3 to try: Restaurant patios - East Valley Tribune: Get Out

3 to try: Restaurant patios

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Posted: Saturday, February 25, 2012 6:00 pm | Updated: 9:52 am, Wed Feb 29, 2012.

Savor patio season by dining al fresco in the East Valley

House of Tricks

114 E. Seventh St., Tempe. (480) 968-1114 or http://houseoftricks.com

There’s a reason this 25-year-old Tempe mainstay earned the Tribune’s 2011 Best of East Valley award for “Best Patio”: Its outdoor space remains the standard by which to compare all others.

An idyllic spot made lush with daisies, geraniums, ferns and grapevine-covered arbors, Tricks’ spacious patio connects two historic bungalows that house the restaurant’s kitchen and dining rooms.

Tables are accented with fresh flowers or candles, and the patio sports twinkly lights, a fountain, a fire pit, a goldfish pond, the occasional lounging feline, and mature trees that make you feel like you’ve stumbled upon an oasis in the desert.

The covered outdoor bar serves a great selection of wines, and the restaurant’s contemporary American fare changes with the seasons.

Dinner prices make it a bit of a special occasion place, but lunch and daily “hours of tranquility” (translation: happy hour) are an affordable way to get in on the patio goodness.

Joe’s Farm Grill

3000 E. Ray Road, Gilbert. (480) 563-4745 or www.joesfarmgrill.com

Eating outdoors is kind of the point at this mid-century modern-styled burger stand situated on a farm turned subdivision. A meal here feels like you’re at somebody’s backyard barbecue — before we all started walling ourselves in with cinder blocks.

You’ll find picnic tables under enormous trees, with lots of room for youngsters to run around before and after eating. (This place is majorly popular with families.)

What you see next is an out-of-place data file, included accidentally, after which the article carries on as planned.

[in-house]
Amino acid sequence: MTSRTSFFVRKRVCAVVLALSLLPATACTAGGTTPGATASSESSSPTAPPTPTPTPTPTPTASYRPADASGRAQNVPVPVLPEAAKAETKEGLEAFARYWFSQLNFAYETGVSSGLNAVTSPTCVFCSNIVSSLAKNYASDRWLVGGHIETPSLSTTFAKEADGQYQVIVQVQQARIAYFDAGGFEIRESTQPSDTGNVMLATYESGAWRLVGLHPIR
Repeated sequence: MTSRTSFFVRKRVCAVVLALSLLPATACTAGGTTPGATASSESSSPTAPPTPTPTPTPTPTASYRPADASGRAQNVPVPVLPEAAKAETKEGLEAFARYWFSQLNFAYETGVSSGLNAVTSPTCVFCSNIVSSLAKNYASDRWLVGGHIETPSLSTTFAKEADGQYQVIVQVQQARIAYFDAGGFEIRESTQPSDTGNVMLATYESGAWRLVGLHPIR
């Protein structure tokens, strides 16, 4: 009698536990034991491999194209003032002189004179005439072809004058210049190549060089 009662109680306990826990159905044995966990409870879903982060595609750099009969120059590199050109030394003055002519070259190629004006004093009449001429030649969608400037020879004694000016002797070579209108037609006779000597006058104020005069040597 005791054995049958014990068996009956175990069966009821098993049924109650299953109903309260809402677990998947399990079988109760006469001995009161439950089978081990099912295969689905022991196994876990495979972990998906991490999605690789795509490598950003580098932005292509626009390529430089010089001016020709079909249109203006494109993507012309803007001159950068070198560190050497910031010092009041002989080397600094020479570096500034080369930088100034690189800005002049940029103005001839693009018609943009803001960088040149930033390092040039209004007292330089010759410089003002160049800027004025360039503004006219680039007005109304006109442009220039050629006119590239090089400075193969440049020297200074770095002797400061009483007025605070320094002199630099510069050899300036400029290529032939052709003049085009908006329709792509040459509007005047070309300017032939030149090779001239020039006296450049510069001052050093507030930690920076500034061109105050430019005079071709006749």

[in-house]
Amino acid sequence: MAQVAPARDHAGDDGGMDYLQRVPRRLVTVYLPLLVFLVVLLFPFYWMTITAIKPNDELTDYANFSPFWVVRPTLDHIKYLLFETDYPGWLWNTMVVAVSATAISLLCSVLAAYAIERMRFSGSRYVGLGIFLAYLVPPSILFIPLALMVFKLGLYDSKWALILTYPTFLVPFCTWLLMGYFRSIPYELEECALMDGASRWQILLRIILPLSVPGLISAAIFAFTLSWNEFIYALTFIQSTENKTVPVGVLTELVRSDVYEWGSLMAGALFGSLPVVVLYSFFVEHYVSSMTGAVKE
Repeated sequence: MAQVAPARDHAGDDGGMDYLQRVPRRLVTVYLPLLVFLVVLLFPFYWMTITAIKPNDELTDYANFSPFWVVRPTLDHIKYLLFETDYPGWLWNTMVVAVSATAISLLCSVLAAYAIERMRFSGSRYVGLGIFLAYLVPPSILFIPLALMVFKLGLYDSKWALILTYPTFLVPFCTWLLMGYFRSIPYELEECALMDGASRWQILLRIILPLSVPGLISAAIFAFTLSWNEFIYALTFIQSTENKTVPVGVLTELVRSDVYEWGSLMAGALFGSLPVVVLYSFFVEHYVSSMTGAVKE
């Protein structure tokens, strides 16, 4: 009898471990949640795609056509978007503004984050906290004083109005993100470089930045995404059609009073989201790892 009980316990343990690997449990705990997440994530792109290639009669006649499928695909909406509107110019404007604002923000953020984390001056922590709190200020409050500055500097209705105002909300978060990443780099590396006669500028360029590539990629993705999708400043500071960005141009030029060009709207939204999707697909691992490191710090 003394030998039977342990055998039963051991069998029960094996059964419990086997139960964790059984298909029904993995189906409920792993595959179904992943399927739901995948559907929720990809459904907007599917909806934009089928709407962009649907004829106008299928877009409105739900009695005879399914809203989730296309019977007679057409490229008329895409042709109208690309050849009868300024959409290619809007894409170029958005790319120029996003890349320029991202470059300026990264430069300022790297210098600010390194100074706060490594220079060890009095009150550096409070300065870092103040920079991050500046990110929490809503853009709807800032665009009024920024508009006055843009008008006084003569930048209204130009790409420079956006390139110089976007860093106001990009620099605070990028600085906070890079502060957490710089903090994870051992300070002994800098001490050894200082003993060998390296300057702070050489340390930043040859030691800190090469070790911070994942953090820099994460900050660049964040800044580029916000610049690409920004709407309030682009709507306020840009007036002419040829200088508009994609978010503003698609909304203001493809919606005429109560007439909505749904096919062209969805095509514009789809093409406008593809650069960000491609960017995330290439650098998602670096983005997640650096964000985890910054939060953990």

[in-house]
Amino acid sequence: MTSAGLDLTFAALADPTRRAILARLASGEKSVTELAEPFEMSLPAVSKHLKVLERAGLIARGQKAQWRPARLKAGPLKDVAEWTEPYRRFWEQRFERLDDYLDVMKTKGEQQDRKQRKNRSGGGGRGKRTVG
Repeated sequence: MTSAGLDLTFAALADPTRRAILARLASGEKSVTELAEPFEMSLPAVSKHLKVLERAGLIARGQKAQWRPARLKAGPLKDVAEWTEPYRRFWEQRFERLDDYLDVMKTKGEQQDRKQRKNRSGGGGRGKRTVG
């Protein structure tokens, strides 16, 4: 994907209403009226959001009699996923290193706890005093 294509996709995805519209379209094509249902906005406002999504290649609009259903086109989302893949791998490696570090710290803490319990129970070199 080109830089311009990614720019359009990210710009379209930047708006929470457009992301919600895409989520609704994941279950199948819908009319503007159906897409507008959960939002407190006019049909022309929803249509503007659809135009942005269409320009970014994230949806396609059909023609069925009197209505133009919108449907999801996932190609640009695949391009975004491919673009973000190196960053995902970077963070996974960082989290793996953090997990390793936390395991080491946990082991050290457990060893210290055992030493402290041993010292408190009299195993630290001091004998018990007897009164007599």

Views include the restaurant’s garden (part of 12 nearby acres that are preserved for agriculture) and shade and misters keep things bearable on all but the hottest days. When it’s chilly, the place stays toasty with heaters suspended from the ceiling and heated water lines built into the patio.

One word to the wise: Avoid the blue plastic furniture during busy peak meal times; the endless sound of chair legs scraping across the patio drowns out conversation. The noise is a non-issue farther out in the grass or dirt, at a picnic table.

Go early or late, and you’ll also avoid the 45-minute wait in a line that snakes out the door.

The Living Room Wine Cafe & Lounge

2475 W. Queen Creek Road, Chandler. (480) 855-2848 or www.livingroomwinebar.com

Less actual patio than indoor-outdoor hybrid, the Living Room’s open-walled seating alcoves give the best of both worlds.

A roof overhead keeps the sun off your noggin, while long, tangerine-colored curtains can be tied back to let the breeze pass through comfy seating areas. Padded seating, lots of little tables on which to rest drinks, and a two-sided fireplace make it feel like the kind of laid-back outdoor living space we dream of building onto our own back patio someday.

Happy hour is 11 a.m. to 6 p.m. daily. Starting at 6 p.m. each Monday, women get a martini and a mini manicure for $14.

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